LAN and plastic fiber media
Publish:Box Optronics  Time:2018-12-11  Views:314
A local area network (LAN) is a group of computers interconnected by multiple computers and other devices in an area that are physically separated from each other to allow users to communicate with each other and share computing such as printers and storage devices. The way the resources are interconnected together. It is generally used for data and information transmission between short-distance computers. It belongs to a small-scale network such as a factory or an office set up by a department or a unit. Its low cost, wide application, convenient networking and flexible use are popular among users. Is currently the most active branch of computer network development.
The LAN covers a limited geographical range, with a typical distance of 0.1km to 25km. It is suitable for the connection of computers, terminals and various information processing equipment within a limited range of institutions, companies, campuses, military camps, factories, etc.
The LAN has a high data transmission rate and a low bit error rate. Its transmission rate is generally 1Mb/s to 1000Mb/s, and its bit error rate is generally between 10-8 and 10-11.
LANs are generally owned by a single unit and are easy to set up, maintain, and extend. The transmission medium commonly used in local area networks is a coaxial internal cable, a twisted pair, etc. to establish a dedicated internal line of the unit. The LAN focuses on the processing of shared information. The construction of the local area network includes servers, workstations, transmission media, and network devices. Currently, common types of local area networks include: Ethernet, Fiber Distributed Data Interface (FDDI), Asynchronous Transfer Mode (ATM), Token Ring, and Switching Switching.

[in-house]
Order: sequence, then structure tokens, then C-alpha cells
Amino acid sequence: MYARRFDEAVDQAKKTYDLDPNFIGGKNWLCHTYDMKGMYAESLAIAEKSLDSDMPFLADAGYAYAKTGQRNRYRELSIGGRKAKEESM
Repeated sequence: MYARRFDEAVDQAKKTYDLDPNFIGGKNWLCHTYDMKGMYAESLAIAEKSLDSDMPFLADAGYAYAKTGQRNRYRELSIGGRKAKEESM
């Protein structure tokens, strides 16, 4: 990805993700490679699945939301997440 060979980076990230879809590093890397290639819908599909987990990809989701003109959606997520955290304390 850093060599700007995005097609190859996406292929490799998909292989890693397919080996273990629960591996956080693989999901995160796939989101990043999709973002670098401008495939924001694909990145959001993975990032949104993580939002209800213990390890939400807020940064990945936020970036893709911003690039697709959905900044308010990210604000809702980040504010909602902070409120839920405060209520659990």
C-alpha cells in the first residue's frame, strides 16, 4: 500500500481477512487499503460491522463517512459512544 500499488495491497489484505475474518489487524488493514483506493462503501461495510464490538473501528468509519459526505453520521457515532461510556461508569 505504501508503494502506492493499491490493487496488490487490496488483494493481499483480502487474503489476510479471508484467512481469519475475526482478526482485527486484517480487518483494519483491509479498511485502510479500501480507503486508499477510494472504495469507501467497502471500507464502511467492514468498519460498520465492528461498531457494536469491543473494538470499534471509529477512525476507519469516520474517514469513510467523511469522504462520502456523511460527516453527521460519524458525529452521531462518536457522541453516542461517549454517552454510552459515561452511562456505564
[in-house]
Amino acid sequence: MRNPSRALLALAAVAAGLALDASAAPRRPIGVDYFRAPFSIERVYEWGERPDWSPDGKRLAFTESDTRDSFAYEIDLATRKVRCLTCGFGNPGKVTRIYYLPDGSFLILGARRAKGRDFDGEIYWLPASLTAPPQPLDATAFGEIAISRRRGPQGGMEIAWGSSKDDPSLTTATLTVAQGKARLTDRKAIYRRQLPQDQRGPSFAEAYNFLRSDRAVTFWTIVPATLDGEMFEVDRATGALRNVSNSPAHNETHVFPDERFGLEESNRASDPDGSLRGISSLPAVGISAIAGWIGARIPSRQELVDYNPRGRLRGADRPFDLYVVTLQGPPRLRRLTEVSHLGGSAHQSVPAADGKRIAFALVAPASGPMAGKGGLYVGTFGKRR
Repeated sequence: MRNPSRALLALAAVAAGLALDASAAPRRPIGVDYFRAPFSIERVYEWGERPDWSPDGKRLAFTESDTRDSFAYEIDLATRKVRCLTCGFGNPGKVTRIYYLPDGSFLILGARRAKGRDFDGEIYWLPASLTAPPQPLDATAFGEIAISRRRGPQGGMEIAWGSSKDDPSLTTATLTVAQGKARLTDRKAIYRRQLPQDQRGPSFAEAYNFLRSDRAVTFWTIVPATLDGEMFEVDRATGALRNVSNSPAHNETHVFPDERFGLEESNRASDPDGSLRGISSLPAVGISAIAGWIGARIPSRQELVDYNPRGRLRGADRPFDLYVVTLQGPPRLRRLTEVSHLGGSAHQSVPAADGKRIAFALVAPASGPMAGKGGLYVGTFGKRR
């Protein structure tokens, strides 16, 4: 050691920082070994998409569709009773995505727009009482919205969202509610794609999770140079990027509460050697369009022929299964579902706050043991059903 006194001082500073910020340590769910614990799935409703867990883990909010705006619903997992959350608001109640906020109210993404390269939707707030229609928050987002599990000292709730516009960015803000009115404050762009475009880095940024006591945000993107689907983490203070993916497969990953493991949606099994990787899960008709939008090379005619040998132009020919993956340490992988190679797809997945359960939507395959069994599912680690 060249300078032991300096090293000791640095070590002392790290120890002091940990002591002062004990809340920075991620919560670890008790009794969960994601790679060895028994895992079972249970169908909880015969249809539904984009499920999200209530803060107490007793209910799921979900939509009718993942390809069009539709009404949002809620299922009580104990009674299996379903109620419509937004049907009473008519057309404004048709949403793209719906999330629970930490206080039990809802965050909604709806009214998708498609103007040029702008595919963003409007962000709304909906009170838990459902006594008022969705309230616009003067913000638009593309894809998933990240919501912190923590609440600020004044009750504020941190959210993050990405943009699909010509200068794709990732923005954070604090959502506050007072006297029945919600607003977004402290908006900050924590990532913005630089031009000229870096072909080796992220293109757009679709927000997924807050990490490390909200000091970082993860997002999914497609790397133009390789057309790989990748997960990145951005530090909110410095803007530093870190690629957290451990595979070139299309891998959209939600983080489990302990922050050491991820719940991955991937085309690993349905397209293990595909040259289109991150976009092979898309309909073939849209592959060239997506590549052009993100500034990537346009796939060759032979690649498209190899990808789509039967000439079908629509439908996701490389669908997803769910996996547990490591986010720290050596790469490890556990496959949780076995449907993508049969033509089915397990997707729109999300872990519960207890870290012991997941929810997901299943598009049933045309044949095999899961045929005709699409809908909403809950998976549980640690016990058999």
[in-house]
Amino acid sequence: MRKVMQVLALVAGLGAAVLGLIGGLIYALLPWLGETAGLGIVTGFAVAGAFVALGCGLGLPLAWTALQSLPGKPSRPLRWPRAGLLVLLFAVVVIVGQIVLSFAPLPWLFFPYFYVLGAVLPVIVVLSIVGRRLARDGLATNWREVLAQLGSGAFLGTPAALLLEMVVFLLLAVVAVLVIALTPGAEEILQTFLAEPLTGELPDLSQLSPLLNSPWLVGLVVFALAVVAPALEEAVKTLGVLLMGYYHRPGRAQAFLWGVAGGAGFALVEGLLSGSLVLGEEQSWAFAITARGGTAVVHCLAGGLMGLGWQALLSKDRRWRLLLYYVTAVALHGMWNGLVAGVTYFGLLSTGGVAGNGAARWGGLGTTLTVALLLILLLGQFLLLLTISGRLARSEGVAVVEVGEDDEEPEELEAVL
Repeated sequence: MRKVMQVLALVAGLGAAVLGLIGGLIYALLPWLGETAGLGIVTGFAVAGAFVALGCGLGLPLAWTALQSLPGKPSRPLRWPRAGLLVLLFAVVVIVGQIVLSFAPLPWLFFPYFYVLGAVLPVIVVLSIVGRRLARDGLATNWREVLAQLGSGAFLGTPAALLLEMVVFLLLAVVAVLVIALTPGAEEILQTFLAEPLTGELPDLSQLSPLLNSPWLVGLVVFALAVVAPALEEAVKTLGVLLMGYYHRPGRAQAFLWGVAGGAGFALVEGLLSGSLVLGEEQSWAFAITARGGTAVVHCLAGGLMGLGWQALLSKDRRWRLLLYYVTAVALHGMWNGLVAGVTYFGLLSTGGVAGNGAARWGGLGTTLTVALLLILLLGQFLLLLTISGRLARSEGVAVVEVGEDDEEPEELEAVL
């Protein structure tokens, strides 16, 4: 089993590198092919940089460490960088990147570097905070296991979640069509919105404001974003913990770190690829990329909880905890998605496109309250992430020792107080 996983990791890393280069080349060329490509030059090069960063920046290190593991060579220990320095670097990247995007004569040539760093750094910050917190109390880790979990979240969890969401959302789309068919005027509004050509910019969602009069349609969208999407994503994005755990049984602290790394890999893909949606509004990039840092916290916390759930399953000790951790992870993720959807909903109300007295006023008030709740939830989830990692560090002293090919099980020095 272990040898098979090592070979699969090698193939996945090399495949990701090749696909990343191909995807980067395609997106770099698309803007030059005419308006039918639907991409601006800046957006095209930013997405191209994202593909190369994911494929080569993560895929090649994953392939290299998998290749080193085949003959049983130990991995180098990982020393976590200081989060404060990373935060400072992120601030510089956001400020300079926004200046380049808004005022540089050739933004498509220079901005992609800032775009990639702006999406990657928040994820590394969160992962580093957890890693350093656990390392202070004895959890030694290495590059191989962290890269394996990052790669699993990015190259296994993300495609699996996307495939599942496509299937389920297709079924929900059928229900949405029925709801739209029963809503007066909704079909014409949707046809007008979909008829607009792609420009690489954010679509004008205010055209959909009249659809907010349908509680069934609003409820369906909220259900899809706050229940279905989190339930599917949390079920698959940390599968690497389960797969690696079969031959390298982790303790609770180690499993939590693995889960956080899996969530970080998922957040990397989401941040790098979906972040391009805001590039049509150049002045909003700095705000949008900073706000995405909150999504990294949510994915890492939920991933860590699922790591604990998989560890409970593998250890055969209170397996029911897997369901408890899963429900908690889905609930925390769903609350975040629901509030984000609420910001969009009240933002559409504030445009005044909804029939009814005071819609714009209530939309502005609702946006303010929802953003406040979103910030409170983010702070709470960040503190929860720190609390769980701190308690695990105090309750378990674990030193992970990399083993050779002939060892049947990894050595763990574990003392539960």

Almost all LANs today are built on copper media (coax or twisted pair). To meet the more stringent requirements of Asynchronous Transfer Mode (ATM) communications, copper wire networks require expensive electronic components to maintain signal strength and integrity. In addition, copper wires are susceptible to electromagnetic interference and eavesdropping, and are not suitable in environments with high safety requirements.
Despite this, copper wire is still widely used for a long time because there is no low-cost alternative. Quartz fiber is almost impossible to achieve fiber-to-the-table (FTTD) because of its high connection cost. But now, the new technology makes plastic fiber have great appeal in LAN. Quite simply, the installation labor cost of plastic optical fiber is lower than that of copper wire and quartz fiber. Plastic fiber is more versatile and permanent to achieve high bandwidth, low cost solutions. For example, with PMMA plastic fiber, 100 Mbps can be achieved.
In short, plastic optical fiber has become the next generation standard LAN transmission medium.
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